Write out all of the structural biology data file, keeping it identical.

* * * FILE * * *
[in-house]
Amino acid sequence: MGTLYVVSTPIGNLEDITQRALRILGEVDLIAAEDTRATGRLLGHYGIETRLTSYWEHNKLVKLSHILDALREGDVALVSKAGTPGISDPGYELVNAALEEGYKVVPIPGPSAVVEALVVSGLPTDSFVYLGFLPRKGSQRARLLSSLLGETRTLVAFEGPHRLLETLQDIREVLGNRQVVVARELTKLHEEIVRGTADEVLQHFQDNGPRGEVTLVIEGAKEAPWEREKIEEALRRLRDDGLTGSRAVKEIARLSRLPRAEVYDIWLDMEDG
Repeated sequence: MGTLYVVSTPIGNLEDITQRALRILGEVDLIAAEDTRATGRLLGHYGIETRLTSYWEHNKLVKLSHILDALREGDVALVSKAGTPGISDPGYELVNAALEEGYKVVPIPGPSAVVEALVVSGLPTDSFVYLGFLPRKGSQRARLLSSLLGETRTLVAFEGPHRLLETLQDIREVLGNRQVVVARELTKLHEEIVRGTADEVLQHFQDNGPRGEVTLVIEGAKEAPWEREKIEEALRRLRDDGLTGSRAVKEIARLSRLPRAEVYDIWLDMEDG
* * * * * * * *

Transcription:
[in-house]
Amino acid sequence: MGTLYVVSTPIGNLEDITQRALRILGEVDLIAAEDTRATGRLLGHYGIETRLTSYWEHNKLVKLSHILDALREGDVALVSKAGTPGISDPGYELVNAALEEGYKVVPIPGPSAVVEALVVSGLPTDSFVYLGFLPRKGSQRARLLSSLLGETRTLVAFEGPHRLLETLQDIREVLGNRQVVVARELTKLHEEIVRGTADEVLQHFQDNGPRGEVTLVIEGAKEAPWEREKIEEALRRLRDDGLTGSRAVKEIARLSRLPRAEVYDIWLDMEDG
Repeated sequence: MGTLYVVSTPIGNLEDITQRALRILGEVDLIAAEDTRATGRLLGHYGIETRLTSYWEHNKLVKLSHILDALREGDVALVSKAGTPGISDPGYELVNAALEEGYKVVPIPGPSAVVEALVVSGLPTDSFVYLGFLPRKGSQRARLLSSLLGETRTLVAFEGPHRLLETLQDIREVLGNRQVVVARELTKLHEEIVRGTADEVLQHFQDNGPRGEVTLVIEGAKEAPWEREKIEEALRRLRDDGLTGSRAVKEIARLSRLPRAEVYDIWLDMEDG